Effect of dietary Fatty acids on human lipoprotein metabolism: A comprehensive update

    Research output: Contribution to journalReview article

    39 Citations (Scopus)

    Abstract

    Dyslipidemia is a major risk factor for cardiovascular disease (CVD). Dietary fatty-acid composition regulates lipids and lipoprotein metabolism and may confer CVD benefit. This review updates understanding of the effect of dietary fatty-acids on human lipoprotein metabolism. In elderly participants with hyperlipidemia, high n-3 polyunsaturated fatty-acids (PUFA) consumption diminished hepatic triglyceride-rich lipoprotein (TRL) secretion and enhanced TRL to low-density lipoprotein (LDL) conversion. n-3 PUFA also decreased TRL-apoB-48 concentration by decreasing TRL-apoB-48 secretion. High n-6 PUFA intake decreased very low-density lipoprotein (VLDL) cholesterol and triglyceride concentrations by up-regulating VLDL lipolysis and uptake. In a study of healthy subjects, the intake of saturated fatty-acids with increased palmitic acid at the sn-2 position was associated with decreased postprandial lipemia. Low medium-chain triglyceride may not appreciably alter TRL metabolism. Replacing carbohydrate with monounsaturated fatty-acids increased TRL catabolism. Trans-fatty-acid decreased LDL and enhanced high-density lipoprotein catabolism. Interactions between APOE genotype and n-3 PUFA in regulating lipid responses were also described. The major advances in understanding the effect of dietary fatty-acids on lipoprotein metabolism has centered on n-3 PUFA. This knowledge emphasizes the importance of regulating lipoprotein metabolism as a mode to improve plasma lipids and potentially CVD risk. Additional studies are required to better characterize the cardiometabolic effects of other dietary fatty-acids.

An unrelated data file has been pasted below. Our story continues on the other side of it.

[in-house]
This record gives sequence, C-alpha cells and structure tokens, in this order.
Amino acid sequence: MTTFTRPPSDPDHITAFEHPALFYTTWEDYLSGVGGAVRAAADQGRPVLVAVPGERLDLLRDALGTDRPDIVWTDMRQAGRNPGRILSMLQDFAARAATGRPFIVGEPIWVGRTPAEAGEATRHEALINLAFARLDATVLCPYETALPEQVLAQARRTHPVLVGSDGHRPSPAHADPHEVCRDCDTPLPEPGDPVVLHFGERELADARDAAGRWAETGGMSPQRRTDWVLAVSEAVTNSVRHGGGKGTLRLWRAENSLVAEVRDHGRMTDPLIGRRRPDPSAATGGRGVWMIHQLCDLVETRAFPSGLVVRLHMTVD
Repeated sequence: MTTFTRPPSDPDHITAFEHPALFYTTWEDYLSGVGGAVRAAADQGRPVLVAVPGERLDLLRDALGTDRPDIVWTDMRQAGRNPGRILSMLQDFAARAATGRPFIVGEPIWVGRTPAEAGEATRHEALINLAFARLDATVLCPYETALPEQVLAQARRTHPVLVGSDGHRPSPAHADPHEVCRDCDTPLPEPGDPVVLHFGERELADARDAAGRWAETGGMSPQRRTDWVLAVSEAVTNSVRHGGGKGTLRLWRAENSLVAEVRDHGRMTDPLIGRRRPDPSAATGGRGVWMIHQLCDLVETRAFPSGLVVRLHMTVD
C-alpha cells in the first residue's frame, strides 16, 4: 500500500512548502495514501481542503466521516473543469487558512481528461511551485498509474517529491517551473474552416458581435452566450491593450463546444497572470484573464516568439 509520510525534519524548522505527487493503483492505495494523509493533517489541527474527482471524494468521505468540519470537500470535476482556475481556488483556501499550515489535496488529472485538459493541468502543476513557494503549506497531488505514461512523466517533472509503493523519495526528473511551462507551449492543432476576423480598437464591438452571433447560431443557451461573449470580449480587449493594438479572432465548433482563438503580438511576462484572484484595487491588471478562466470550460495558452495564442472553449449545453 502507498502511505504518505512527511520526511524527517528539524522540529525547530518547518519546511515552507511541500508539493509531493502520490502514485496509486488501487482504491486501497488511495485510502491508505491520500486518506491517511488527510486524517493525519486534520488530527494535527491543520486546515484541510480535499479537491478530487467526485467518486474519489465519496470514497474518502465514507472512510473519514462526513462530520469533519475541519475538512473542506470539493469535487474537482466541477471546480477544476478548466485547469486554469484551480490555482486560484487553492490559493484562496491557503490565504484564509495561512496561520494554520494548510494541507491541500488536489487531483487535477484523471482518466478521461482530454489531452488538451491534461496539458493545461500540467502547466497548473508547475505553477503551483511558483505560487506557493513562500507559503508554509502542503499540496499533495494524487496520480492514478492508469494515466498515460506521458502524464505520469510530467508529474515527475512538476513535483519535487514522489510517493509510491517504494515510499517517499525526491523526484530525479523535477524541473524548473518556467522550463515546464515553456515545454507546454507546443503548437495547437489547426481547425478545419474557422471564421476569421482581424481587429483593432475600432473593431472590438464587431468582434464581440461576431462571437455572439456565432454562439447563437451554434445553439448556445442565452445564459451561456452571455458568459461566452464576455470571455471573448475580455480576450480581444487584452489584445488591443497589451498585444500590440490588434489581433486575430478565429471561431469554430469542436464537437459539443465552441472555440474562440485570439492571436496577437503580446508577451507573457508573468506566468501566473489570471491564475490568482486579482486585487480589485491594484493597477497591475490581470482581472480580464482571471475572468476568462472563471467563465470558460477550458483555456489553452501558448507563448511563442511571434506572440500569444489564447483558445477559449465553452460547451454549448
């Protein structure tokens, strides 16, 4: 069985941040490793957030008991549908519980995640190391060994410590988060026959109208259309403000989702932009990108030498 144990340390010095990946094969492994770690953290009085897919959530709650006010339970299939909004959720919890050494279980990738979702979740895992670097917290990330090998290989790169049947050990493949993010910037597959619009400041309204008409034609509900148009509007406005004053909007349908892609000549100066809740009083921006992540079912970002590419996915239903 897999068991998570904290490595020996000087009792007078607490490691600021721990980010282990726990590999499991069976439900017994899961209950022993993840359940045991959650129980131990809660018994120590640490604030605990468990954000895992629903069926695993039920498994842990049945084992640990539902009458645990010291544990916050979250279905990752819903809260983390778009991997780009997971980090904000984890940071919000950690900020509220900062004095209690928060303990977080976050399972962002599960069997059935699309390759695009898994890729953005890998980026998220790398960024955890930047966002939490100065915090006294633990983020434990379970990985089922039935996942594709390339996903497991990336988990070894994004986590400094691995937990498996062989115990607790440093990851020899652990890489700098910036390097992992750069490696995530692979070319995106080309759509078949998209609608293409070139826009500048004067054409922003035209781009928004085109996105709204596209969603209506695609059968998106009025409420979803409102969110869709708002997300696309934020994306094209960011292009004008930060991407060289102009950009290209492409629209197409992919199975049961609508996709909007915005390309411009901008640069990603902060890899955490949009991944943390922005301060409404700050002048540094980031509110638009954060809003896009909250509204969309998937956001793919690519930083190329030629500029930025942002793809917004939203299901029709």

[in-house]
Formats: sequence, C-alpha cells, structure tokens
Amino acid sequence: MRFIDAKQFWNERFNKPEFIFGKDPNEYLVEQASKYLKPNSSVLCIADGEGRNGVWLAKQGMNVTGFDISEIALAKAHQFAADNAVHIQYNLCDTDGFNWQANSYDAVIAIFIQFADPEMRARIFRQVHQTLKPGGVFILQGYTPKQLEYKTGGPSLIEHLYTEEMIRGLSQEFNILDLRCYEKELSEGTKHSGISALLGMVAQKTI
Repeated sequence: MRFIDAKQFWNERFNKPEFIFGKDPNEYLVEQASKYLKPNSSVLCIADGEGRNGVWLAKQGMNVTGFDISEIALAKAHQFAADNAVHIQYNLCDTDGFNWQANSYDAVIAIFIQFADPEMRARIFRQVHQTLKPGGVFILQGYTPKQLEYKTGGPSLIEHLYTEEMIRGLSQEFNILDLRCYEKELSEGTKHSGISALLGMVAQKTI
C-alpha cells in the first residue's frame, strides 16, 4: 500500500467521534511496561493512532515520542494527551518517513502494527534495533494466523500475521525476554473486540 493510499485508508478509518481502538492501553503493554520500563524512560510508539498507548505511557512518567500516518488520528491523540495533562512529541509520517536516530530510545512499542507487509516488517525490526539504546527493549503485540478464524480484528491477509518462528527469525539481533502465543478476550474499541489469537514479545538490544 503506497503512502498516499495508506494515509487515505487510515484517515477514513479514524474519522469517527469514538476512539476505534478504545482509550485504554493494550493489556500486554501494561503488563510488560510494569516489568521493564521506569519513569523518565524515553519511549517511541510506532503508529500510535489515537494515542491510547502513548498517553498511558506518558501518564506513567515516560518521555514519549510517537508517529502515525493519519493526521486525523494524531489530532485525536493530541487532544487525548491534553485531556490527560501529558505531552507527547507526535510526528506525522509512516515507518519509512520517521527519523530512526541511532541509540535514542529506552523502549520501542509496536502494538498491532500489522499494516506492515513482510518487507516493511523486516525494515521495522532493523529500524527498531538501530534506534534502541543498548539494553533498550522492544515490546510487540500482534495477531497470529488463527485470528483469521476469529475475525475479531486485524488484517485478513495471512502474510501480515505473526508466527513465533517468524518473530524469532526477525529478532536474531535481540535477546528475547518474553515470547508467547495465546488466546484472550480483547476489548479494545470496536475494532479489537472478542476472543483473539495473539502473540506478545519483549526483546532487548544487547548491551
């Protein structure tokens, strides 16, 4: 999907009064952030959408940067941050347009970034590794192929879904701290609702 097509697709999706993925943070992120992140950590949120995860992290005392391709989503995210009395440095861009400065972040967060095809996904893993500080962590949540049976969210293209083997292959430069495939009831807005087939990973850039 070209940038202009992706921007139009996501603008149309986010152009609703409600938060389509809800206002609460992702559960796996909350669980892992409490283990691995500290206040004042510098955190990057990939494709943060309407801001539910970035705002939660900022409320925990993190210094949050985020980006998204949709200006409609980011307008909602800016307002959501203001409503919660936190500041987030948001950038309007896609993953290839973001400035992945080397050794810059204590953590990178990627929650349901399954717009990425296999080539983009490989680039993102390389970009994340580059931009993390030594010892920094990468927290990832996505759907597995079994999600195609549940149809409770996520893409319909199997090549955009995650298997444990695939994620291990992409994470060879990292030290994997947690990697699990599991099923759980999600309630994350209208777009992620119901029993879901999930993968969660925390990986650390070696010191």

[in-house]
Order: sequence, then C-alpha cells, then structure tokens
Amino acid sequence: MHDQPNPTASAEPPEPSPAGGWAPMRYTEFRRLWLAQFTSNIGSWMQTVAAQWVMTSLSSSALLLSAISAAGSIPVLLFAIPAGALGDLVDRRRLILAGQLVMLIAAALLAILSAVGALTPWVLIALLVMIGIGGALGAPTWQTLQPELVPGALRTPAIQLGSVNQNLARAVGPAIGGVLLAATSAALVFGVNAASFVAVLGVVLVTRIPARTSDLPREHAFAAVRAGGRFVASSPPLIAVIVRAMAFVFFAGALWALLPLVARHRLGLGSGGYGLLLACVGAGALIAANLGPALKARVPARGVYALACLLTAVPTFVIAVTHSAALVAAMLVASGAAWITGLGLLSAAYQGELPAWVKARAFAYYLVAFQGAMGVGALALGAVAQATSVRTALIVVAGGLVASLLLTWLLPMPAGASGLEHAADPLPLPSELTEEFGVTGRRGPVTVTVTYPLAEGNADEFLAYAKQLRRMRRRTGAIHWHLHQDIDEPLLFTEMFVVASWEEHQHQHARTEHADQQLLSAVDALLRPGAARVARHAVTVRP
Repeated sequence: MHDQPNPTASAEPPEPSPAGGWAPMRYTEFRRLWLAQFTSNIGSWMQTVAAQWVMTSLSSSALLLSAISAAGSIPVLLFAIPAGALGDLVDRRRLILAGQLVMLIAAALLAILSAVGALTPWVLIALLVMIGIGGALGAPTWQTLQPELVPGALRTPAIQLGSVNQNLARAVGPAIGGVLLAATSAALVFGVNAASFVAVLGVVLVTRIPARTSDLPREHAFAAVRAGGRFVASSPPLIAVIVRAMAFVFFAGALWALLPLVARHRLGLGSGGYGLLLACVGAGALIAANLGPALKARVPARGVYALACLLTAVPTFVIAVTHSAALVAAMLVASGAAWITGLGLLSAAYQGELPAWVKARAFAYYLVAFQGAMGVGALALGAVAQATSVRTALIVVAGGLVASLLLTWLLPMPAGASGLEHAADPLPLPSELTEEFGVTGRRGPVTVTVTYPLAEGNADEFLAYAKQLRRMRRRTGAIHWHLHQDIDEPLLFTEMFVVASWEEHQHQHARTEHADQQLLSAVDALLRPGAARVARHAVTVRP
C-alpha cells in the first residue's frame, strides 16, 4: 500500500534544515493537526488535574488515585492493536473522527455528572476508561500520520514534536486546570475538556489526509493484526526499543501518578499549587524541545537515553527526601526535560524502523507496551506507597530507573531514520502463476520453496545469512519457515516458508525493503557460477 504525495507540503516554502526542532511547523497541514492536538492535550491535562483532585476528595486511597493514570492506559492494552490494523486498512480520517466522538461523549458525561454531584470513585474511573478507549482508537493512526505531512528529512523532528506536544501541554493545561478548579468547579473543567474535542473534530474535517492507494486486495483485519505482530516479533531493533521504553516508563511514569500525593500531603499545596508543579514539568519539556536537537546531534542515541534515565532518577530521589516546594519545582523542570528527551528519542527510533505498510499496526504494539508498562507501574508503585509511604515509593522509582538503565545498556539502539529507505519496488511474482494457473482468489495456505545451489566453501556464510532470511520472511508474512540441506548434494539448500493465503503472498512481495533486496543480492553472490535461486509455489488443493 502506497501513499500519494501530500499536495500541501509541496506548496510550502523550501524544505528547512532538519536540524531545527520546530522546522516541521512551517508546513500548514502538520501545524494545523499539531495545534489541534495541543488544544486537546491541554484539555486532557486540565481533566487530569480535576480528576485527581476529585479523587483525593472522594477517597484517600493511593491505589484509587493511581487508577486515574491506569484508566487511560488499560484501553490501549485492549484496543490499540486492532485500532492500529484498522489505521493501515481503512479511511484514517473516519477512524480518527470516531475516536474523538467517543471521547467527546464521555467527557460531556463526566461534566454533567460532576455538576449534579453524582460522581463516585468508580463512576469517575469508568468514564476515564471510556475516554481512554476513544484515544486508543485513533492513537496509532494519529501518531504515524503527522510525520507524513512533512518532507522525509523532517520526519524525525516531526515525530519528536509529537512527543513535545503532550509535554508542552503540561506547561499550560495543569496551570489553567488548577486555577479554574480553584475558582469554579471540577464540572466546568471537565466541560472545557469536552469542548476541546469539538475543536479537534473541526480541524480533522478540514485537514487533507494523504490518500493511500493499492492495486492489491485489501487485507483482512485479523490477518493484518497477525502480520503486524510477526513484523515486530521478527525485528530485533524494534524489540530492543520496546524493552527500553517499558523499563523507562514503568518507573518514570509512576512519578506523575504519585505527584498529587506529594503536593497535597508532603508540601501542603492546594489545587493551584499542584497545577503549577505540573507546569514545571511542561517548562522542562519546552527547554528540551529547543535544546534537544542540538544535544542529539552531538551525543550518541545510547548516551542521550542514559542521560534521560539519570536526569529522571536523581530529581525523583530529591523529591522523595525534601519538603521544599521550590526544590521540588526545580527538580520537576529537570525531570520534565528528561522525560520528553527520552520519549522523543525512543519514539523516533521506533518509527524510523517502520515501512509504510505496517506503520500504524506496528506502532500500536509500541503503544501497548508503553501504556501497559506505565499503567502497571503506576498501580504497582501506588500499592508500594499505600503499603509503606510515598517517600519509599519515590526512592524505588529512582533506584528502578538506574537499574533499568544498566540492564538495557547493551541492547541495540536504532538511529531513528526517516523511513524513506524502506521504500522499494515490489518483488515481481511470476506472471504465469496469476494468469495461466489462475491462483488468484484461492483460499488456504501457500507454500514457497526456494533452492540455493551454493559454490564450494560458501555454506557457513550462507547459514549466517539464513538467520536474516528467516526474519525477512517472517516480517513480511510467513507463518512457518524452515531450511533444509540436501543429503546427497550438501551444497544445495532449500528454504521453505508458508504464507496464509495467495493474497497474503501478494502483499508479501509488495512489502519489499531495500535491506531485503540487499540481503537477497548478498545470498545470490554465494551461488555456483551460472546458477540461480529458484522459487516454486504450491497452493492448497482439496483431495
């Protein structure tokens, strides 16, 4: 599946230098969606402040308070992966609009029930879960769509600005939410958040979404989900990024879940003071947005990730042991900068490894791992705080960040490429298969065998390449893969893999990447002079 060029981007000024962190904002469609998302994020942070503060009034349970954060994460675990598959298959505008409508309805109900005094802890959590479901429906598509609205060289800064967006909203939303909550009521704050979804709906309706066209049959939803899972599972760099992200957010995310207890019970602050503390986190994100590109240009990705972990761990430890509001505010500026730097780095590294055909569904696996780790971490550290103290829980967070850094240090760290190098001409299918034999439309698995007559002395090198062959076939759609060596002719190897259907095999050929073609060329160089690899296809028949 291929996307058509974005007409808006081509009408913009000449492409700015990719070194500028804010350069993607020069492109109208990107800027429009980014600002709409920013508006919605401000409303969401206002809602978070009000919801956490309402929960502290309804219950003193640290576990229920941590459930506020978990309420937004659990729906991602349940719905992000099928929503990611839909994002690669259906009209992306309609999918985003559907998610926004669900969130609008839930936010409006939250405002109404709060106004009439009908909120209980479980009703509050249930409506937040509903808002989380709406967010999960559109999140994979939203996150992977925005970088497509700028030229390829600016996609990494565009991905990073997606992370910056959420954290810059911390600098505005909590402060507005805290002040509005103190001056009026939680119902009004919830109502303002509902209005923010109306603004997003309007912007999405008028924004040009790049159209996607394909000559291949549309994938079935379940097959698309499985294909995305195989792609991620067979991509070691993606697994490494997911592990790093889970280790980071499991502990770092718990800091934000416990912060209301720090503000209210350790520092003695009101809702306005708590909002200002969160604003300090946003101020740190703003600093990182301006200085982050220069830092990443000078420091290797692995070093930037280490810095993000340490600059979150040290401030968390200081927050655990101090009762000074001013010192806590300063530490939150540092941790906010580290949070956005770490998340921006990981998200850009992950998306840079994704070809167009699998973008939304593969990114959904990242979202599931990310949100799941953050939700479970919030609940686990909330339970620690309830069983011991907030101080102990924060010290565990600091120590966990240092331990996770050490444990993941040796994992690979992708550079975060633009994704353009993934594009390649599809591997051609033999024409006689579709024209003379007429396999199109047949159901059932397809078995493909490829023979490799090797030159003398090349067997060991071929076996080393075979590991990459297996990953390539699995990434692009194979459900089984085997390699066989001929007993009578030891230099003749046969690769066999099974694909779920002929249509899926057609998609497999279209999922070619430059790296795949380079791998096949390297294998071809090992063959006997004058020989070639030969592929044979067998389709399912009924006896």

Original languageEnglish
    Pages (from-to)4416-4425
    Number of pages10
    JournalNutrients
    Volume7